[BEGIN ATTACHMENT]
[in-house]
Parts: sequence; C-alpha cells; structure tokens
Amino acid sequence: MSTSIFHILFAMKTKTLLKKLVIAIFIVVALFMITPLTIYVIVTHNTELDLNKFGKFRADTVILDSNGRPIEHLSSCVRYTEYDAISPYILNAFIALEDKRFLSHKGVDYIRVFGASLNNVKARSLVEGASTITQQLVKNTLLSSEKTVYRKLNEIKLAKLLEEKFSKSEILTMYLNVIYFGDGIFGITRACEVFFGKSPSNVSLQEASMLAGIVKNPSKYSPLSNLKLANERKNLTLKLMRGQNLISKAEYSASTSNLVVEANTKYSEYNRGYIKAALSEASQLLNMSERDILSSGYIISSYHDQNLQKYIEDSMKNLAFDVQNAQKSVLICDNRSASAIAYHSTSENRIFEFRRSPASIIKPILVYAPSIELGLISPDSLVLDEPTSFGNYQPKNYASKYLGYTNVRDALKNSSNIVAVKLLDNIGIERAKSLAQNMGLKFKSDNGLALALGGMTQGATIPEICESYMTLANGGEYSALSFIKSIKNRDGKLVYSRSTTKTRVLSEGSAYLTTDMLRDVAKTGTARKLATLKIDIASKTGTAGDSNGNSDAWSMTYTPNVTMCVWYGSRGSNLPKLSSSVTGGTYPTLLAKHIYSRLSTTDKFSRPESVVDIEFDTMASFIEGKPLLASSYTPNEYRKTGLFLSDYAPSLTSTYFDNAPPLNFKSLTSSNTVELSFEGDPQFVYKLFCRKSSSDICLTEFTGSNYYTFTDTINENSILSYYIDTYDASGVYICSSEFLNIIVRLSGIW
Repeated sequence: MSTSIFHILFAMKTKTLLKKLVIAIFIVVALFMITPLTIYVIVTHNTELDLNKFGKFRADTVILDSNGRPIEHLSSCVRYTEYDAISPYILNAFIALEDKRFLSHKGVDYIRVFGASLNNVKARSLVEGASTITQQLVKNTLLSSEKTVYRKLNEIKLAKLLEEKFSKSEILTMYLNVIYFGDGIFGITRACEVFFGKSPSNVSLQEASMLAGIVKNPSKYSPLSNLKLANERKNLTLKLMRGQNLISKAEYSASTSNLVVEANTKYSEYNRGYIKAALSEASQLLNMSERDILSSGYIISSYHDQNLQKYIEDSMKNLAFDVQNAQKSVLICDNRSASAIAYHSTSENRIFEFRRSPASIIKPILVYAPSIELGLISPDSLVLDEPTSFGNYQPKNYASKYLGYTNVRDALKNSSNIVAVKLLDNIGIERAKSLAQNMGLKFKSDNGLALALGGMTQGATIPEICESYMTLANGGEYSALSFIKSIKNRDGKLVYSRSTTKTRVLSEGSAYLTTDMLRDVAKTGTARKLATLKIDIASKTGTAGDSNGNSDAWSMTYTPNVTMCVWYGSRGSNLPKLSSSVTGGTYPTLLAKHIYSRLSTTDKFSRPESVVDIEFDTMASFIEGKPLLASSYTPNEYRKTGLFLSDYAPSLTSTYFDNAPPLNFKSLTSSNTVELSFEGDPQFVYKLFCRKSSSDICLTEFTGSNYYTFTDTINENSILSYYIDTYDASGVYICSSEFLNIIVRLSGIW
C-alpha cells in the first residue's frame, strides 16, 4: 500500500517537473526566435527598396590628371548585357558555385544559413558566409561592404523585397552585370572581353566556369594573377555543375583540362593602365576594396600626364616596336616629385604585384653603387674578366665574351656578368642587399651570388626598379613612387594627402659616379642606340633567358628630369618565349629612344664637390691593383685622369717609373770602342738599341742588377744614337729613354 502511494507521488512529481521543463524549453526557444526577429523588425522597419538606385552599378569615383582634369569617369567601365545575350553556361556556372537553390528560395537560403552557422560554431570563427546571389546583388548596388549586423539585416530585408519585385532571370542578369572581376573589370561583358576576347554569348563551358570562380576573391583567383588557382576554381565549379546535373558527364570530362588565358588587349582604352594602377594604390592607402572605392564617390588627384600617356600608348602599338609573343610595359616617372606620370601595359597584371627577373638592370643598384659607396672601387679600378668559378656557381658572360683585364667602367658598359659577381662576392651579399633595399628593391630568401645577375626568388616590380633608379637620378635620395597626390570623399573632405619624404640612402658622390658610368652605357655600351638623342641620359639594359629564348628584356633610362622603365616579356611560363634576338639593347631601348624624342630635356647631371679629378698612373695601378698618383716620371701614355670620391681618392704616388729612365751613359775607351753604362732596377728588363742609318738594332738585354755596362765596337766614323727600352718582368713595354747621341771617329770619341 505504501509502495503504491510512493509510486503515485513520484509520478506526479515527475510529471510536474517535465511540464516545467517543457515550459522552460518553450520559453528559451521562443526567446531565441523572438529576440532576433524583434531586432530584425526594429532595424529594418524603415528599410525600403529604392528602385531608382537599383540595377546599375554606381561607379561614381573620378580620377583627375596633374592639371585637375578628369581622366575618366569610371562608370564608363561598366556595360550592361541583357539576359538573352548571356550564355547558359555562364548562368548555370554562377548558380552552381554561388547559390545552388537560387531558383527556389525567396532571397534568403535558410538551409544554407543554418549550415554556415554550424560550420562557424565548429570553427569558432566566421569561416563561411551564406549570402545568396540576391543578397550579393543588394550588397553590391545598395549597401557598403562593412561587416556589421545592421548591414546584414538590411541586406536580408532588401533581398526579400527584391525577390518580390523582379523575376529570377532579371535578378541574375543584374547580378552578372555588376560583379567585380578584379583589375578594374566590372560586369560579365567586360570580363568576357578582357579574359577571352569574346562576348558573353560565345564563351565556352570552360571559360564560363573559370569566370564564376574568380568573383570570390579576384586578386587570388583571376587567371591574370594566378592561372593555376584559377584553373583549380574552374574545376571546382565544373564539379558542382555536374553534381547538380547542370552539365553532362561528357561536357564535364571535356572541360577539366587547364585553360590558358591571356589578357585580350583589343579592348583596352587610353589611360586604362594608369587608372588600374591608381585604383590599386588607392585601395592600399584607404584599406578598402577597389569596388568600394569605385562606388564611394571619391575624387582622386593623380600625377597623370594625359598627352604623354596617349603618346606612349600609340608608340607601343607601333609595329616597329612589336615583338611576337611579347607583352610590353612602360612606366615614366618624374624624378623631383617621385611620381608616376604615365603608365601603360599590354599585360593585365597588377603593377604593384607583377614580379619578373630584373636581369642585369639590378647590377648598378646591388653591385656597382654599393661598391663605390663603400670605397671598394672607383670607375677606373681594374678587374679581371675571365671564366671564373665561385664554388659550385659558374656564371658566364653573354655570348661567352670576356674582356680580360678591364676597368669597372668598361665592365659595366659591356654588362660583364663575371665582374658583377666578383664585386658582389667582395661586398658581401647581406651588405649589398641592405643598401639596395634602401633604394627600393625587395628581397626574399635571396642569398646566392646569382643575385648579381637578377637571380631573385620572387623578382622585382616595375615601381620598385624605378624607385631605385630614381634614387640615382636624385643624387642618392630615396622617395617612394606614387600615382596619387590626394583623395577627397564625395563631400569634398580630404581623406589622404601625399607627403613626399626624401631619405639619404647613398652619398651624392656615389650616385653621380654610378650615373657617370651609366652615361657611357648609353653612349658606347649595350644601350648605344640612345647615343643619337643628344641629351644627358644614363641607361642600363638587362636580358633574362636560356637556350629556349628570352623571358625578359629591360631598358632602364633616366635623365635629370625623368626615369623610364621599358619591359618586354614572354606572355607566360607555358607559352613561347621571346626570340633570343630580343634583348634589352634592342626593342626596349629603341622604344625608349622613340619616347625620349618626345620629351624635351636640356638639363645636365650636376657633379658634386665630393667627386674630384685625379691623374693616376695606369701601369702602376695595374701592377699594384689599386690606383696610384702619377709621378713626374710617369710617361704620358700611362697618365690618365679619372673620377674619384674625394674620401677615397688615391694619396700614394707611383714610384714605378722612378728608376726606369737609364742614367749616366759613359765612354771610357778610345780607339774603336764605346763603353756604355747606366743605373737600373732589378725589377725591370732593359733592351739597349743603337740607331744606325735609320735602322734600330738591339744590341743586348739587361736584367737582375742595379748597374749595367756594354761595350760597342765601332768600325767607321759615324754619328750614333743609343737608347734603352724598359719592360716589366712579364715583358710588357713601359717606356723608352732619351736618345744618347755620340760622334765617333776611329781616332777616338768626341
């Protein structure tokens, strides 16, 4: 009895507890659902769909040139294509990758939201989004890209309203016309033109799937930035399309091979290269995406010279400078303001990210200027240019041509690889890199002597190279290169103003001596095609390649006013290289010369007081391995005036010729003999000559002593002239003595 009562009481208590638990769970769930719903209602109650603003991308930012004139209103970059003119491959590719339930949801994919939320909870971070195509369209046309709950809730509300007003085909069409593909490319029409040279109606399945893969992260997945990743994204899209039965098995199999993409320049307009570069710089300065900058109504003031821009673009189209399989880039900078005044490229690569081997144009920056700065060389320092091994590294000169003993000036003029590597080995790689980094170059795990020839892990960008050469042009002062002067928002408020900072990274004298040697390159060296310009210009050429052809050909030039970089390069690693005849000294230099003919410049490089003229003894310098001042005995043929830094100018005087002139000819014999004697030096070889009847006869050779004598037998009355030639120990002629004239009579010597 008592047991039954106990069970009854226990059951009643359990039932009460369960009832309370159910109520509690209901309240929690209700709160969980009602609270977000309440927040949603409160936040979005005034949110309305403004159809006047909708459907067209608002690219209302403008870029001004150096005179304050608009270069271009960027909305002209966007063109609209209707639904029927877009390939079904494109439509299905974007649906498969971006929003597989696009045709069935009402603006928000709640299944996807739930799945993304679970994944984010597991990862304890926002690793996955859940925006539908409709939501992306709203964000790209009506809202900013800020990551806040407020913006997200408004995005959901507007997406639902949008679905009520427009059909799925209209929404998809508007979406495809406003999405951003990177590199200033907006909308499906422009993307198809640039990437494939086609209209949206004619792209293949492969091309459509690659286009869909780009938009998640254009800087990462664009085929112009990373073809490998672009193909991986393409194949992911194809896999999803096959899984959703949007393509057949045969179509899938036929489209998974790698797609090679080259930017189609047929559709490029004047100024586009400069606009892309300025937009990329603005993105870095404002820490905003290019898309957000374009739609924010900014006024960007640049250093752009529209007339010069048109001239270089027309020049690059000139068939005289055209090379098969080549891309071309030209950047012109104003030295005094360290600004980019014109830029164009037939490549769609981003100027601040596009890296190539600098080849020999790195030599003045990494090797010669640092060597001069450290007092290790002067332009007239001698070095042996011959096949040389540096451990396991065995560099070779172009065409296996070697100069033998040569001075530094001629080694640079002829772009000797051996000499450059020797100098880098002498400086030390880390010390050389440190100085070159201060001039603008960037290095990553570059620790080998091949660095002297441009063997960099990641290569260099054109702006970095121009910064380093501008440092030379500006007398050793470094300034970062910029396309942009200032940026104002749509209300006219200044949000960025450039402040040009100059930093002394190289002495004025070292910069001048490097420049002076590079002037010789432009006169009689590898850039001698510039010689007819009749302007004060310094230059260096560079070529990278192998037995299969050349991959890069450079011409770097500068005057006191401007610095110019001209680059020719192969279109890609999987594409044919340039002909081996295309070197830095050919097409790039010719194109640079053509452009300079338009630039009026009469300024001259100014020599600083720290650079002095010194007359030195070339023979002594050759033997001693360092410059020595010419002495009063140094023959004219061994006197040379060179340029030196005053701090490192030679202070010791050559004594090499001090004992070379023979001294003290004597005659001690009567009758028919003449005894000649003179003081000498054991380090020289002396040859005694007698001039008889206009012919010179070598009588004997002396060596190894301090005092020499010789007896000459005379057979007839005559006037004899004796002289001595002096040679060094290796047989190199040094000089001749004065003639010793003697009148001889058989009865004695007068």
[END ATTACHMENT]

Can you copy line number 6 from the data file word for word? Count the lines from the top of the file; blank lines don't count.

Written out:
């Protein structure tokens, strides 16, 4: 009895507890659902769909040139294509990758939201989004890209309203016309033109799937930035399309091979290269995406010279400078303001990210200027240019041509690889890199002597190279290169103003001596095609390649006013290289010369007081391995005036010729003999000559002593002239003595 009562009481208590638990769970769930719903209602109650603003991308930012004139209103970059003119491959590719339930949801994919939320909870971070195509369209046309709950809730509300007003085909069409593909490319029409040279109606399945893969992260997945990743994204899209039965098995199999993409320049307009570069710089300065900058109504003031821009673009189209399989880039900078005044490229690569081997144009920056700065060389320092091994590294000169003993000036003029590597080995790689980094170059795990020839892990960008050469042009002062002067928002408020900072990274004298040697390159060296310009210009050429052809050909030039970089390069690693005849000294230099003919410049490089003229003894310098001042005995043929830094100018005087002139000819014999004697030096070889009847006869050779004598037998009355030639120990002629004239009579010597 008592047991039954106990069970009854226990059951009643359990039932009460369960009832309370159910109520509690209901309240929690209700709160969980009602609270977000309440927040949603409160936040979005005034949110309305403004159809006047909708459907067209608002690219209302403008870029001004150096005179304050608009270069271009960027909305002209966007063109609209209707639904029927877009390939079904494109439509299905974007649906498969971006929003597989696009045709069935009402603006928000709640299944996807739930799945993304679970994944984010597991990862304890926002690793996955859940925006539908409709939501992306709203964000790209009506809202900013800020990551806040407020913006997200408004995005959901507007997406639902949008679905009520427009059909799925209209929404998809508007979406495809406003999405951003990177590199200033907006909308499906422009993307198809640039990437494939086609209209949206004619792209293949492969091309459509690659286009869909780009938009998640254009800087990462664009085929112009990373073809490998672009193909991986393409194949992911194809896999999803096959899984959703949007393509057949045969179509899938036929489209998974790698797609090679080259930017189609047929559709490029004047100024586009400069606009892309300025937009990329603005993105870095404002820490905003290019898309957000374009739609924010900014006024960007640049250093752009529209007339010069048109001239270089027309020049690059000139068939005289055209090379098969080549891309071309030209950047012109104003030295005094360290600004980019014109830029164009037939490549769609981003100027601040596009890296190539600098080849020999790195030599003045990494090797010669640092060597001069450290007092290790002067332009007239001698070095042996011959096949040389540096451990396991065995560099070779172009065409296996070697100069033998040569001075530094001629080694640079002829772009000797051996000499450059020797100098880098002498400086030390880390010390050389440190100085070159201060001039603008960037290095990553570059620790080998091949660095002297441009063997960099990641290569260099054109702006970095121009910064380093501008440092030379500006007398050793470094300034970062910029396309942009200032940026104002749509209300006219200044949000960025450039402040040009100059930093002394190289002495004025070292910069001048490097420049002076590079002037010789432009006169009689590898850039001698510039010689007819009749302007004060310094230059260096560079070529990278192998037995299969050349991959890069450079011409770097500068005057006191401007610095110019001209680059020719192969279109890609999987594409044919340039002909081996295309070197830095050919097409790039010719194109640079053509452009300079338009630039009026009469300024001259100014020599600083720290650079002095010194007359030195070339023979002594050759033997001693360092410059020595010419002495009063140094023959004219061994006197040379060179340029030196005053701090490192030679202070010791050559004594090499001090004992070379023979001294003290004597005659001690009567009758028919003449005894000649003179003081000498054991380090020289002396040859005694007698001039008889206009012919010179070598009588004997002396060596190894301090005092020499010789007896000459005379057979007839005559006037004899004796002289001595002096040679060094290796047989190199040094000089001749004065003639010793003697009148001889058989009865004695007068």